We are often afraid of seeking professional help. That’s despite the visible signs and symptoms we somehow experience with mental illness and other health problems. We worry too much on how the world will look at us because we believe things get better over time. But what we didn’t understand is behavioral health’s extreme impact on our lives. We pay no attention to it as soon as we get to recognize it. We know that’s not healthy, but we continue to dive in on its developmental damage. Why is that? Why do we often postpone seeking professional help due to the stigma surrounding mental health conditions?
Misleading Conceptions Of Behavioral Health
It Grows With Violence
It is somehow a stigma that having behavioral health issues mean we become violent. Perhaps that’s because of the news and other incidents that connect mental illness to the adverse scenarios. What’s mind-boggling is the portrayal that “all” criminals have a psychological condition. But the truth is, many people who suffer from the mental state are not at all violent. But even if that’ is the case, the public still believes that individuals with mental health problems are always doing things wrong. It’s a shame, but that’s how society thinks. It is essential to understand that individuals with a mental condition do not always depend on violence. That some of them can smile and laugh, though they get hurt psychologically and mentally.
Mentally Ill Or Mentally Healthy?
A black and white mindset represents the stigma of mental illness. Meaning, as long as we believe that we don’t have any history of any diagnosed mental condition, we are safe from having one. Since there’s no track of problems within our family, then we assume we are healthy. However, the biological factor of having mental issues only plays one role. That’s because external factors exist. That includes the environment we have, and the upbringing we get from someone else’s mental condition. Sometimes, even if we believe we have a great career, a loving wife, beautiful children, and a great family, we can still suffer silently with the mental illness. And that sometimes comes off as a surprise. We wouldn’t’ know we’re having it not until we get to change our ways or develop unwanted behavior that’s usually not there. Sometimes, it can range from mild to severe implications.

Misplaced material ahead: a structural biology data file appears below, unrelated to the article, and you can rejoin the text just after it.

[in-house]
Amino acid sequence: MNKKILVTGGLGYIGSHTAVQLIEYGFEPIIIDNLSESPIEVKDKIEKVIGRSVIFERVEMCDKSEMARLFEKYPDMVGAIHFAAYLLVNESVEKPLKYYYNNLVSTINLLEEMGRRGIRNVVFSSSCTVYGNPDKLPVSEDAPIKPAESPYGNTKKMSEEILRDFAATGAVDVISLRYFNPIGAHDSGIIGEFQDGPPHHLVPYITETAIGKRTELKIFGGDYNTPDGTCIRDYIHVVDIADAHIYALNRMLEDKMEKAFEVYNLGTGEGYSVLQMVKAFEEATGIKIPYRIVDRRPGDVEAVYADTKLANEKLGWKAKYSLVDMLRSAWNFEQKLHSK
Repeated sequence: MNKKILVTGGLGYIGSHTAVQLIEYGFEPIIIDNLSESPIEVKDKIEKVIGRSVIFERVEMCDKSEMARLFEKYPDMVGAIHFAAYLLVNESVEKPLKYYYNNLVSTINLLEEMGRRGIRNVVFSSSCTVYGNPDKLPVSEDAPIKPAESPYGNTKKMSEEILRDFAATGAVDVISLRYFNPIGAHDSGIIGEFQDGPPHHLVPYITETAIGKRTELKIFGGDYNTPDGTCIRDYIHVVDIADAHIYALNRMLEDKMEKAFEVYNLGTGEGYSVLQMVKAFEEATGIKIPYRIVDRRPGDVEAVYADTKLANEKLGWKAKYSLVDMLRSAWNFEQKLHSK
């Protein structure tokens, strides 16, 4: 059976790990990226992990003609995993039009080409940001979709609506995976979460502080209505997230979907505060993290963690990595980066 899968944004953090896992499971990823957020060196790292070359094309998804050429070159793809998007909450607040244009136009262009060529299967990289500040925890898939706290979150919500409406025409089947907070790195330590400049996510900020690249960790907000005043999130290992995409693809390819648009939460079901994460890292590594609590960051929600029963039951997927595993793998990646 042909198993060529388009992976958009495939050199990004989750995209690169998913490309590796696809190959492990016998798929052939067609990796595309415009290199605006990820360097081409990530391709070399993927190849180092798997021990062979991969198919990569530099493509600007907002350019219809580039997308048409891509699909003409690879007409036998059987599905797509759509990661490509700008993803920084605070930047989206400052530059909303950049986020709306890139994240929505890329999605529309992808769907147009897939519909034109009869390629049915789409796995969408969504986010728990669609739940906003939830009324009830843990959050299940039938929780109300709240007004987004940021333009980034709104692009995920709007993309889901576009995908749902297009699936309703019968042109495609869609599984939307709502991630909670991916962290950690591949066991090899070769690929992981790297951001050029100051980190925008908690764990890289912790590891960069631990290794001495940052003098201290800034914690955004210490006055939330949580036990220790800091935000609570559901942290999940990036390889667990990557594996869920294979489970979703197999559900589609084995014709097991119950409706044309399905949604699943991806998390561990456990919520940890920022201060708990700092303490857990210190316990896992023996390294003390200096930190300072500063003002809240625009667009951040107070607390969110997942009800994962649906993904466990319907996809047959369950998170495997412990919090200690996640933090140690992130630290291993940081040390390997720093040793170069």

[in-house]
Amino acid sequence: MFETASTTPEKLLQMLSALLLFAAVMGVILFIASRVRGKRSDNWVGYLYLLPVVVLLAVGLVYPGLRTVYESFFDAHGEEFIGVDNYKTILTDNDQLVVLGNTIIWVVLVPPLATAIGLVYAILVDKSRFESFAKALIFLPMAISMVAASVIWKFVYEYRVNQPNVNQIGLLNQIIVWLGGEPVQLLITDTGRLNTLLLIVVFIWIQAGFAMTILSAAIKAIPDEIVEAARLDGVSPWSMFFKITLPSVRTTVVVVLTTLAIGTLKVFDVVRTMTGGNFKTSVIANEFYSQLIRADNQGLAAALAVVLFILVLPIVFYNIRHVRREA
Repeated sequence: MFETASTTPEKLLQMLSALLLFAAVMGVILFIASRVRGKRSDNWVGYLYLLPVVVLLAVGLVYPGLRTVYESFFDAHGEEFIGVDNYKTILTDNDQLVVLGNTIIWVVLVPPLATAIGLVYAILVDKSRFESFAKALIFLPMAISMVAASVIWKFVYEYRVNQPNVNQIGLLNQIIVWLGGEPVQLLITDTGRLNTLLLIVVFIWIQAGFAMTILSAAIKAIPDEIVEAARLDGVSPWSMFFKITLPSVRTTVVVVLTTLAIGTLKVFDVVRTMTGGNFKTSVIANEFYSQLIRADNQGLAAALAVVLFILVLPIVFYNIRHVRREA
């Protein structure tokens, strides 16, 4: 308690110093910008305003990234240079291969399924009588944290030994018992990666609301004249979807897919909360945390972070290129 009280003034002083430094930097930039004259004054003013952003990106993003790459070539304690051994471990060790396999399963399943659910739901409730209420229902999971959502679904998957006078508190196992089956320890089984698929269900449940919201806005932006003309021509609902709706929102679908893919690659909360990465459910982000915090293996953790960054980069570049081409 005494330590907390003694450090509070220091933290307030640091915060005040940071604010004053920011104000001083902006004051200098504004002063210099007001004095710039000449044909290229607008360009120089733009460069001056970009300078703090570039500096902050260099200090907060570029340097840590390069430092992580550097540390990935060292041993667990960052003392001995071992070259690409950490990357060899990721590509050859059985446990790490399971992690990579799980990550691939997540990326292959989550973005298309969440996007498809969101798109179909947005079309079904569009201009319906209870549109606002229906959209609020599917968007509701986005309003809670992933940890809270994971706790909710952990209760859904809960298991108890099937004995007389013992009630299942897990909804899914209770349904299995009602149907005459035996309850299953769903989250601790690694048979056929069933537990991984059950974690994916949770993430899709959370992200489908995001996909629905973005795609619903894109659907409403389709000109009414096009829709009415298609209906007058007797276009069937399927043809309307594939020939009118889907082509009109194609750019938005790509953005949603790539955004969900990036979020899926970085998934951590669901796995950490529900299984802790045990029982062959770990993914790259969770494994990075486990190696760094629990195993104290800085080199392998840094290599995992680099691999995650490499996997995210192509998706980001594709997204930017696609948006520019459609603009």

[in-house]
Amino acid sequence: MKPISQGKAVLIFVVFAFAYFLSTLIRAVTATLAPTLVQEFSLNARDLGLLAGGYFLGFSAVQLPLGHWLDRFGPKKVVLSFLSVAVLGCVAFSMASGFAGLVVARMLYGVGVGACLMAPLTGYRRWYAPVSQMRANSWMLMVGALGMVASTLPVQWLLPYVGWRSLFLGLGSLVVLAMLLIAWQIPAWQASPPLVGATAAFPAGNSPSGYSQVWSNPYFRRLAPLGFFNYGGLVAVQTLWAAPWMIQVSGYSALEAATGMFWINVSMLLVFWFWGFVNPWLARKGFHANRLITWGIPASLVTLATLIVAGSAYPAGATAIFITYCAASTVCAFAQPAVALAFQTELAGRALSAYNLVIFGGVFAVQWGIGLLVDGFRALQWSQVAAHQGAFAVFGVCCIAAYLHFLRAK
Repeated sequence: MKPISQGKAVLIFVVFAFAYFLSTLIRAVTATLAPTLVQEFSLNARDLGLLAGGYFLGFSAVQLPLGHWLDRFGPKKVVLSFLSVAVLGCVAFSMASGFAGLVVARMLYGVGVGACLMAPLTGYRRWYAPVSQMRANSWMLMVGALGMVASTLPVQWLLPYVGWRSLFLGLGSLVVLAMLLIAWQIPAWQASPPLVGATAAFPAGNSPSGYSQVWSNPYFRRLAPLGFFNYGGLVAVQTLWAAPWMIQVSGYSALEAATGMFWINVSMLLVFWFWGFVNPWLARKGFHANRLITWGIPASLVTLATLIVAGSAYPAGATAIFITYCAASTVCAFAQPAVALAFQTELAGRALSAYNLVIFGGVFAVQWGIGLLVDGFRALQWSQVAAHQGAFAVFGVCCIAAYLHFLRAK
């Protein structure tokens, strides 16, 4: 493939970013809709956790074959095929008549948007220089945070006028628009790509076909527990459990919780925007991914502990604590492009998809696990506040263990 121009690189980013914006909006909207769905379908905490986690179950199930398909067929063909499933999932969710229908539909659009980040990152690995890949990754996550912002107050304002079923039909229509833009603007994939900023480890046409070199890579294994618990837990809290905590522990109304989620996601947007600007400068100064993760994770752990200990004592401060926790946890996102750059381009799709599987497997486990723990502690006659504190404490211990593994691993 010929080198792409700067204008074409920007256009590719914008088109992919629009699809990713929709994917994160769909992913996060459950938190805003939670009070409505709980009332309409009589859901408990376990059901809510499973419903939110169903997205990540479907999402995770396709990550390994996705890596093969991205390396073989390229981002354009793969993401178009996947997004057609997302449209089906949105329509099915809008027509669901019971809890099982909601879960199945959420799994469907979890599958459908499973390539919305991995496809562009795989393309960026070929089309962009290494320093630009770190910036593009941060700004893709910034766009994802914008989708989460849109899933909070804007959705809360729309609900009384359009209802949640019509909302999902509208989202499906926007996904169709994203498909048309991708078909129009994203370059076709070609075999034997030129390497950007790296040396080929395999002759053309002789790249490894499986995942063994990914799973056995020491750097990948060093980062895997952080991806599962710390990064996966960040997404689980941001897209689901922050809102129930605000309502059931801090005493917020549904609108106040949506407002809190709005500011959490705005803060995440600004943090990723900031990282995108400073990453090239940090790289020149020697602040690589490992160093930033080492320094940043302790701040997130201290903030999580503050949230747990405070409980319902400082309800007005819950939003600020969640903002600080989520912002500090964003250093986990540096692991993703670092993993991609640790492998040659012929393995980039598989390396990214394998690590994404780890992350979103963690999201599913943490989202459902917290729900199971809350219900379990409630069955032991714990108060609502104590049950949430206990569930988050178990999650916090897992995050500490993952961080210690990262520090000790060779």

“Fathers are struggling and suffering with mental health difficulties at about the same rate as mothers,” says Charles Schaeffer, Ph.D.
Medication Can Always Fix It
Yes, medication somehow works better with anxiety and depression. However, not all behavioral and mental illnesses get fixed with medication alone. There are better options that can accompany it in the least. People can consider therapy which involves talk sessions with a professional therapist. Individuals can also join support groups or master some self-help techniques such as breathing exercise and meditation. Specific medication may not always be the best solution so it is essential to talk to a health expert about the right options that can work well with the situation. Though there are still some mental conditions that don’t have a cure yet. There are various scientific breakthroughs that people can expect in the modern age today that helps solves some severe conditions. It is important to recognize that behavioral health problem does not and should not become a definition of a person because the process of recovery is achievable.
“Every man will experience and navigate fatherhood differently yet all will struggle with similar psychological challenges on a biochemical, relational, and intrapsychic level,” says Chuck Schaeffer, PH.D. “Through supportive groups, therapy, coaching, and communities we can help new fathers change and heal for the better.”
No Maintained Relationship
Another misconception about behavioral or mental health is the issue of maintaining a relationship. It seems to be one of the unacceptable stigmas that ever existed. Yes, some individuals with mental health issues struggle and face a lot of challenges in their life. But that doesn’t mean they can’t handle a relationship. There may be limitations on the things they can socially do, but that doesn’t imply to the majority of individuals with mental illnesses. There are cases that stress and anxiety are the cause of a person’s not-so-motivated attitude. There may be times that these people have unstable feelings too. But it’s not enough reason to conclude that the breakage of the relationship is caused by the psychological problem as others also experience a failed relationship due to other factors.
We are living in a society that instead of providing emotional support to those people with mental illness, we choose to become busy judging them. As a result, we become scared of experiencing the same thing.
“[P]rofessionals like teachers, doctors, health care providers, and family life educators who interact with fathers should not be dismissive of fathers or make automatic assumptions about their parenting skills,” says David J. Bredehoft, Ph.D.